All around the country, home-brewers can proudly brag about their newest IPAs or chocolate porters. They can openly discuss their malts, their mash, and their wort. They can even pop into a local shop to pick up a bottling bucket or hydrometer. All around the country, that is, except in Alabama. But that may soon change.
Alabama is the last state in the country in which home-brewing is illegal. In fact, it’s illegal just to own the equipment to brew beer. It’s a ban that dates back to the end of prohibition, when states were given the right to make their own laws governing the consumption and distribution of alcohol. But two bills—one in the state House of Representatives and the other in the state Senate—making it legal for individuals to make as much as 15 gallons of beer, wine, or hard cider every three months could pass as early as next week.
"I don’t want to compare this to the civil rights movement, but there is a parallel there," said Jason Sledd, an amateur homebrewer from Huntsville. "I mean, we’re just making beer in our garages so it doesn’t hold a candle to what people were fighting for in the civil rights movement. But, we are Alabama and we do have a history."
The popularity of craft beer and home-brewing has certainly been on the rise around the country. Just this past week, Mississippi became the 49th state to legalize home-brewing, joining former holdouts such as Utah and Oklahoma, which came on board within the past five years. Home-brewing became legal under federal law in 1978, and today the American Homebrewer’s Association estimates that nearly 1 million people brew beer or make wine in their homes at least once a year. Even the White House produced a Honey Ale last year.
“Alabama is last again,” said Republican Bill Holtzclaw, the sponsor of the Senate bill. “When you try and think about reasons why the state doesn’t allow it, you just can’t come up with good answers.”
But just because Bill Holtzclaw can’t think of points of opposition, others can. Advocates who've been fighting for legalization since 2009 have been met with sharp resistance from a religious group called the Alabama Citizen Action Program. Currently led by a Baptist pastor named Joe Godfrey, ALCAP has been fighting for temperance since it was founded in 1937.
Godfrey says a lot of issues are at play here: children getting access to alcohol (“How will parents know if they take a swig from a gallon jug?”); the policing of activities (“Nobody’s going to raid houses to make sure they aren’t making too much of it or selling it”); and the slippery-slope argument (“Pretty soon you’re going to have a distiller say if you can make beer and wine, why not have a moonshine operation?”).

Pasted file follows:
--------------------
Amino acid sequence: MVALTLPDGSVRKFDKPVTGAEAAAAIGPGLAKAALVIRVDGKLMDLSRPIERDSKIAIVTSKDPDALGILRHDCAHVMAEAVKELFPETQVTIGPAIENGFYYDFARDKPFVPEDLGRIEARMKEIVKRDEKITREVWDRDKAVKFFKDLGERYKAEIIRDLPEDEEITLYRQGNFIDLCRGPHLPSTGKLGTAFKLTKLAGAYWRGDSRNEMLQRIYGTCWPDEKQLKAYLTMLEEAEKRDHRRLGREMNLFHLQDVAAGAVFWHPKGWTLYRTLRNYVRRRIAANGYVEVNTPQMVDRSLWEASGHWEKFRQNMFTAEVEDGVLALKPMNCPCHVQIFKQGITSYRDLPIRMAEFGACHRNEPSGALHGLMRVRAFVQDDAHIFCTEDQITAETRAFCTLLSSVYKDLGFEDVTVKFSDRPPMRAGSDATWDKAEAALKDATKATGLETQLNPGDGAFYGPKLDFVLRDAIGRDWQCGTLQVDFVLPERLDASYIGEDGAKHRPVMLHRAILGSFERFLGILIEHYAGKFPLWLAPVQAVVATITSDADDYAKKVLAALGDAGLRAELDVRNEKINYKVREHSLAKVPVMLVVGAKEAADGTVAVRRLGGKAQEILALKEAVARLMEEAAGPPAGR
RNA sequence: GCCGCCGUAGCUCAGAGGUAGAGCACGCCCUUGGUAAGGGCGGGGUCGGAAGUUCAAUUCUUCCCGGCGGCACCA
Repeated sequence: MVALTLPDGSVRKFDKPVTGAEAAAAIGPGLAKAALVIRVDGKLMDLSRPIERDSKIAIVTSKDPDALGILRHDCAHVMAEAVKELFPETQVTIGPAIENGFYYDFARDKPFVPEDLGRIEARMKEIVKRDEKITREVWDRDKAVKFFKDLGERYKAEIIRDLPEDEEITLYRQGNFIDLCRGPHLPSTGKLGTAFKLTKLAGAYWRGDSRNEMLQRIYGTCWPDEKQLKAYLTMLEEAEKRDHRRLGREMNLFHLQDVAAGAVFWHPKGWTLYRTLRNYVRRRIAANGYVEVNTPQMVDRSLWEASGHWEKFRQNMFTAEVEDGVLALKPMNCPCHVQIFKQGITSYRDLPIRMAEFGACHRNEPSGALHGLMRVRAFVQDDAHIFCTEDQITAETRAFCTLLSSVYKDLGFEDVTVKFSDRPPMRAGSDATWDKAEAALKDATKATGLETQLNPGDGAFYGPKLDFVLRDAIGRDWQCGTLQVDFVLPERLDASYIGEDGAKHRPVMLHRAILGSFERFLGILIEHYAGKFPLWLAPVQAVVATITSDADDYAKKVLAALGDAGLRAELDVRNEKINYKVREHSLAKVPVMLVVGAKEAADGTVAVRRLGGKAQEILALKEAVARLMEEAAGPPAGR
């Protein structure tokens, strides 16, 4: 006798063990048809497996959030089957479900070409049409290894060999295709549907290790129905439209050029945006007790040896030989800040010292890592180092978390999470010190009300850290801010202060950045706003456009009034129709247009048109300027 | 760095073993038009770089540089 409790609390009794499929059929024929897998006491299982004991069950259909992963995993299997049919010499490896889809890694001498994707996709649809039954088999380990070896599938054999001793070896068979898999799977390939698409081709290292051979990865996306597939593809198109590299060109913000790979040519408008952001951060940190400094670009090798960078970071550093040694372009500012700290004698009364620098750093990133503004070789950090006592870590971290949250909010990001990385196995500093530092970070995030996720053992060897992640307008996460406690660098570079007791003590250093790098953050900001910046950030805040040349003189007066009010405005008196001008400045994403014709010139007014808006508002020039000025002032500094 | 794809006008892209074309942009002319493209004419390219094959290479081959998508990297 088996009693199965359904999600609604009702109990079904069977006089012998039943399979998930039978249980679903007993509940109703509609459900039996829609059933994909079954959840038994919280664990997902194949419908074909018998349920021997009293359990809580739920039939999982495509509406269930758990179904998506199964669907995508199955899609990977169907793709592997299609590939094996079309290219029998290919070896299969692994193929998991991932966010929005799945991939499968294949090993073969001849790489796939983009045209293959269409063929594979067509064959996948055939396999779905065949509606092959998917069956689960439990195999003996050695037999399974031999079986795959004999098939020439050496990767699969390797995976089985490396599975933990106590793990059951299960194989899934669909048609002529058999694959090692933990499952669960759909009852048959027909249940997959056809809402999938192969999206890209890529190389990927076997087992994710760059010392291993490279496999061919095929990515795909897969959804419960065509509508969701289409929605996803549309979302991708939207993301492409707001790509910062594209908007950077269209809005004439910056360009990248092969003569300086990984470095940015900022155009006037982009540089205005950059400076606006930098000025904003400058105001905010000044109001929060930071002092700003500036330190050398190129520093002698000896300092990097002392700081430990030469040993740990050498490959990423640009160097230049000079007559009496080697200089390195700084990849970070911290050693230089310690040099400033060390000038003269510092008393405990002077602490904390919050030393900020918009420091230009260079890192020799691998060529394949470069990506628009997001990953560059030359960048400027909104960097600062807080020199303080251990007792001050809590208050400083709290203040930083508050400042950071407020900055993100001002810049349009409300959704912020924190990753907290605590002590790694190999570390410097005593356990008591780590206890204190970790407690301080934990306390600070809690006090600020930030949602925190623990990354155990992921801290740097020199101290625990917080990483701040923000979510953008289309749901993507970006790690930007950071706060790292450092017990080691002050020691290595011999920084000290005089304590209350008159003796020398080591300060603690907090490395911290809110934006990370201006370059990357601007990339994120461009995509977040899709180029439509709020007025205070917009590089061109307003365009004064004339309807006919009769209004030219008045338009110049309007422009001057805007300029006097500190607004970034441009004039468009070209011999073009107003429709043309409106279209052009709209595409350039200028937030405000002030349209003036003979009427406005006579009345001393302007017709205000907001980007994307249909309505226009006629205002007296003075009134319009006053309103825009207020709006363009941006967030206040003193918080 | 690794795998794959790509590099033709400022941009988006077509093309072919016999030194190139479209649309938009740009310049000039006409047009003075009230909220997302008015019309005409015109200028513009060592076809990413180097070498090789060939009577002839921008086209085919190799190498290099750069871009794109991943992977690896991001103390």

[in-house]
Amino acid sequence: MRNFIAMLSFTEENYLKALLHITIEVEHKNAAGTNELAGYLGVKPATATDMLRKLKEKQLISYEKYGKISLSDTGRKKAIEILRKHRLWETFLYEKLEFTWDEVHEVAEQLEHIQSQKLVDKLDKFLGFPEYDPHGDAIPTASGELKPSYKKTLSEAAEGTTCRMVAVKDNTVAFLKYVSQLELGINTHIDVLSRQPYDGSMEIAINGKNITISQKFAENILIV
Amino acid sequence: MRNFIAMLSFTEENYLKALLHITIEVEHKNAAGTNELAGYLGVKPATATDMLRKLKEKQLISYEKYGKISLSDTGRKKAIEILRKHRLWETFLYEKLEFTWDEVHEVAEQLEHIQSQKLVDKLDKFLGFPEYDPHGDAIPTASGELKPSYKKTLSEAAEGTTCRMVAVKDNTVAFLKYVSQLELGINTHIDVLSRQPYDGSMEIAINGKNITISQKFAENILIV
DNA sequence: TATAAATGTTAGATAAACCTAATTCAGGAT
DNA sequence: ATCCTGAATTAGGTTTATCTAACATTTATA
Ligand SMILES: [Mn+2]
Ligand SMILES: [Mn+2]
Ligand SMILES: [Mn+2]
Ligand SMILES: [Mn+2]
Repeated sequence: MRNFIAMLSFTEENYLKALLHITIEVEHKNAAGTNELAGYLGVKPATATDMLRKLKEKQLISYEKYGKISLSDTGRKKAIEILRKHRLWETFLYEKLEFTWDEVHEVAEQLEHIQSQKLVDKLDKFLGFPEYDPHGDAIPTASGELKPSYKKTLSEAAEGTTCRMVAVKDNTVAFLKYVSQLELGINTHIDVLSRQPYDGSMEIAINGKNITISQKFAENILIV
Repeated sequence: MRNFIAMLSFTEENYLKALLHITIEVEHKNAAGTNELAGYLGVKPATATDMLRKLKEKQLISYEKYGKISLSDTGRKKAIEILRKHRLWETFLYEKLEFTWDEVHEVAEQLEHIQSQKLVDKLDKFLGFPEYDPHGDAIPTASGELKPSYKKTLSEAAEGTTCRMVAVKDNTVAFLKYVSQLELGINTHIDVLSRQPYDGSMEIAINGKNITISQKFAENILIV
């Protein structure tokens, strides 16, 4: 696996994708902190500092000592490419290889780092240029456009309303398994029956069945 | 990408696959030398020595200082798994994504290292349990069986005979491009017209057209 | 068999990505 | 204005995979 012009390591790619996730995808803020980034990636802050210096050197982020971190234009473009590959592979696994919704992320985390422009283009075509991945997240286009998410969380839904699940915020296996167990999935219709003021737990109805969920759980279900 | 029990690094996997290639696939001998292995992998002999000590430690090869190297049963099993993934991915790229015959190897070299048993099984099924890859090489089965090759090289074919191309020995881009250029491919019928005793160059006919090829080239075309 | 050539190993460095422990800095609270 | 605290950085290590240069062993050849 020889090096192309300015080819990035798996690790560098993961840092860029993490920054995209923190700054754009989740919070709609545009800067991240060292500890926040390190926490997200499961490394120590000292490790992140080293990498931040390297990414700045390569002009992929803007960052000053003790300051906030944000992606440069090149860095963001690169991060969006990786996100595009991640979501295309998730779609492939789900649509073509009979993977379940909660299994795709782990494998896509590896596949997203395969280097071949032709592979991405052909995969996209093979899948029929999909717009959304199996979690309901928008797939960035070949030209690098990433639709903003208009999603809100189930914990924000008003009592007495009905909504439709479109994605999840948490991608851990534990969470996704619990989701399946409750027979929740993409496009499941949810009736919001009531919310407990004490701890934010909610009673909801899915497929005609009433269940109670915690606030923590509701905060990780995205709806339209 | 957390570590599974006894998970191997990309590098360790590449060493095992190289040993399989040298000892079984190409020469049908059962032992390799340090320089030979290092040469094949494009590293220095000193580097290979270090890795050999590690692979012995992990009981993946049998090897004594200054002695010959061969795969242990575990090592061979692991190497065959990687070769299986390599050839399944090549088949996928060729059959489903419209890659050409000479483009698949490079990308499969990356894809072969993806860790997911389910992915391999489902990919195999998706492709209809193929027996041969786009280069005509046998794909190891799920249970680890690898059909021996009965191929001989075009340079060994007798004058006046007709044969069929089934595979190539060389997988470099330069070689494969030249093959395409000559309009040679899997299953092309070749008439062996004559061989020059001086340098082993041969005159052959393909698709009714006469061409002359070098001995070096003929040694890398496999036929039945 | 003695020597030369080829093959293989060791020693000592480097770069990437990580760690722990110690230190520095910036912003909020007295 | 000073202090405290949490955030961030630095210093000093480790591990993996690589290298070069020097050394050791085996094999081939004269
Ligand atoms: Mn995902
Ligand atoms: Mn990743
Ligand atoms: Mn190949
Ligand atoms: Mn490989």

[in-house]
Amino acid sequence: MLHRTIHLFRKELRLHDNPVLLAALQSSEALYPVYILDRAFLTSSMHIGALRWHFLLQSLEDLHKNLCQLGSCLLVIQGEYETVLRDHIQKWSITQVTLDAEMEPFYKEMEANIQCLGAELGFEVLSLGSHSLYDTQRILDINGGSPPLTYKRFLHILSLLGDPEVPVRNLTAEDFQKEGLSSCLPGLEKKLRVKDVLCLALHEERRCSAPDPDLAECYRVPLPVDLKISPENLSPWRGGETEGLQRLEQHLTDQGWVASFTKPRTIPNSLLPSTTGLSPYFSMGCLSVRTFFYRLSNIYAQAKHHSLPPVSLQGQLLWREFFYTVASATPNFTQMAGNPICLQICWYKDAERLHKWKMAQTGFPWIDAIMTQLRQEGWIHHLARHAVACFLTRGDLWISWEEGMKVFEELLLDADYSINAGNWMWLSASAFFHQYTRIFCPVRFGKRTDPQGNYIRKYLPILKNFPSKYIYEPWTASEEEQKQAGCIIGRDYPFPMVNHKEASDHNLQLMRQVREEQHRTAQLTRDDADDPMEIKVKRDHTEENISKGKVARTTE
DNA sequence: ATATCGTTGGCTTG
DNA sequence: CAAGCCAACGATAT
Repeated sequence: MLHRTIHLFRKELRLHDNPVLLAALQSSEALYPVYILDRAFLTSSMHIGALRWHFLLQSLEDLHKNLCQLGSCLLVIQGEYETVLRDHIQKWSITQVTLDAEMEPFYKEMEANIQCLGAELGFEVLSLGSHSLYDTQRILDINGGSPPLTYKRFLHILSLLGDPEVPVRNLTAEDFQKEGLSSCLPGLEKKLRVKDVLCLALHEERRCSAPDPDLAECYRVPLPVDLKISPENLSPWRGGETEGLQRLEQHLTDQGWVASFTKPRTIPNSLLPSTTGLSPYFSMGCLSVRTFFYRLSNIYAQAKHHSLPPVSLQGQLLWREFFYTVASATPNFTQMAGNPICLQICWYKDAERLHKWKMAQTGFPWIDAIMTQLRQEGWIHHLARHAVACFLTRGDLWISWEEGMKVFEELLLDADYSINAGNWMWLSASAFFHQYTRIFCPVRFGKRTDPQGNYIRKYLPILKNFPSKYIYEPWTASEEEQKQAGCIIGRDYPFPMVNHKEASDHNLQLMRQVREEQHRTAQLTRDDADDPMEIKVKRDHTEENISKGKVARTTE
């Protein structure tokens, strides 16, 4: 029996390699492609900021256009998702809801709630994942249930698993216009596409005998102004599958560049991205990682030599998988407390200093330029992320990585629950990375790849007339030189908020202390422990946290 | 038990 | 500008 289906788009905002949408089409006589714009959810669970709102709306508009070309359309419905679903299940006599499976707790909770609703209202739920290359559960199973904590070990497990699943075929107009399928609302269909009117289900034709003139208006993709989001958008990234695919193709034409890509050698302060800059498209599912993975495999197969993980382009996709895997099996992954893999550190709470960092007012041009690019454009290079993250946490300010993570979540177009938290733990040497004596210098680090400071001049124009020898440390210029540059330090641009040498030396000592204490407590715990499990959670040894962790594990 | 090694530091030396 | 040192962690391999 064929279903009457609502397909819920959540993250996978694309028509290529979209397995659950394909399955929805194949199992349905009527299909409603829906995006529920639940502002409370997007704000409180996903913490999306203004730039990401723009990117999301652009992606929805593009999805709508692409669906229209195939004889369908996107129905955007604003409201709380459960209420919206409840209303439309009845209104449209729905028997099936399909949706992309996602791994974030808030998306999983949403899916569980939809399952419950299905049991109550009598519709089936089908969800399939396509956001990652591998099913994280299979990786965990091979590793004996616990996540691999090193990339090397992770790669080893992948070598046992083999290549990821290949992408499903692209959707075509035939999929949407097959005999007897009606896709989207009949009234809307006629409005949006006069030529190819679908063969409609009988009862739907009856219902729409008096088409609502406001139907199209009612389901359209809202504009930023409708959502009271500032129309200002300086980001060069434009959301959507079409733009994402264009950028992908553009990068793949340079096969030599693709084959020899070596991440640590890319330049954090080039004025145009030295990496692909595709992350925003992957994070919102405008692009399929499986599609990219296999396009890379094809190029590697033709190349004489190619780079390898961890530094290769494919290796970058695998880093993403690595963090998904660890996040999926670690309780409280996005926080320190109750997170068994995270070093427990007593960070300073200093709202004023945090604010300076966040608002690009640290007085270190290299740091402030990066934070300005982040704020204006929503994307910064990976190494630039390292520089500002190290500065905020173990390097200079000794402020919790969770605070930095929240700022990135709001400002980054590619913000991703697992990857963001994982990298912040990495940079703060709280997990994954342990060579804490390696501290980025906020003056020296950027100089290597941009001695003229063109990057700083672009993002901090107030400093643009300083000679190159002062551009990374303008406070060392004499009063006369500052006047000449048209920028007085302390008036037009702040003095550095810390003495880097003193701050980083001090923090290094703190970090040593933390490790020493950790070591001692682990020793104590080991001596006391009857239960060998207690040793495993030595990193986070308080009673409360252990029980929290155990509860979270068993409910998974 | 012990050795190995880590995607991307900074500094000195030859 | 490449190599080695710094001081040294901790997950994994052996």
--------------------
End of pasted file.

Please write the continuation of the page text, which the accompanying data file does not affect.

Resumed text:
Between ALCAP's opposition and the task of trying to pass alcohol legislation in a state with 26 counties that are at least partially dry, it’s been an uphill slog for home-brewers. In 2011, a House version of the bill failed so miserably it won the award for “deadest bill of the year.” There is an actual award for this. It comes in the shape of a coffin.
State Rep. Richard Laird told National Journal he would not be supporting the bill this year because he is afraid that without enough oversight, underground connections between home-brewers and moonshiners could arise.
“If people start making and stockpiling beer, who’s to say the moonshiners wouldn’t come up and buy their supply and resell it?” he asked.
Gary Glass, the director of the American Homebrewers Association, which has helped out on the legislation, says it’s been the most difficult attempt at legalization he’s dealt with, including getting a bill through a mostly Mormon Legislature in Utah. But this year, he believes the efforts will pay off in Alabama.
“There used to be a perception that home-brewing and moonshining were the same thing,” Glass said. “The perception has changed in the past years.”
While Laird, who is an independent in the state Legislature, might not agree, it sounds as if Glass is right. Even Godfrey says he expects the bill to pass (“But not without me making them work for it”), and the governor has said he will sign it into law if it gets to his desk.
All this is music to Glass’s ears.
“Home-brewers should be able to operate in the open,” he said. “And it’s not just about the hobby. This country has a unique beer culture, and many of these craft beers and new beer styles all start with someone making it in their home.”
Update: This story was updated to include a quote about civil rights in Alabama.